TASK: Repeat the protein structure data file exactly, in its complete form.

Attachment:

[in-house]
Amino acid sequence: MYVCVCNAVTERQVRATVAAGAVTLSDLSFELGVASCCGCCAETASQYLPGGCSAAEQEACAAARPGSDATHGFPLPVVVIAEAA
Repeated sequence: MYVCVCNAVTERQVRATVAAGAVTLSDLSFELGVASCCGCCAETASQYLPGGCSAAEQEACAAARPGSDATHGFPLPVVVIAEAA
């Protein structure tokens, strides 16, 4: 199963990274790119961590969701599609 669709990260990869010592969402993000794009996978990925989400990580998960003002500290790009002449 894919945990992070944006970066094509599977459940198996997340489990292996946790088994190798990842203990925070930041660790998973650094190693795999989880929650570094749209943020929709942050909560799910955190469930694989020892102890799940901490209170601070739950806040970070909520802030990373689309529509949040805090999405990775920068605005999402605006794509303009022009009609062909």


[in-house]
Amino acid sequence: MYVCVCNAVTERQVRATVAAGAVTLSDLSFELGVASCCGCCAETASQYLPGGCSAAEQEACAAARPGSDATHGFPLPVVVIAEAA
Repeated sequence: MYVCVCNAVTERQVRATVAAGAVTLSDLSFELGVASCCGCCAETASQYLPGGCSAAEQEACAAARPGSDATHGFPLPVVVIAEAA
């Protein structure tokens, strides 16, 4: 199963990274790119961590969701599609 669709990260990869010592969402993000794009996978990925989400990580998960003002500290790009002449 894919945990992070944006970066094509599977459940198996997340489990292996946790088994190798990842203990925070930041660790998973650094190693795999989880929650570094749209943020929709942050909560799910955190469930694989020892102890799940901490209170601070739950806040970070909520802030990373689309529509949040805090999405990775920068605005999402605006794509303009022009009609062909």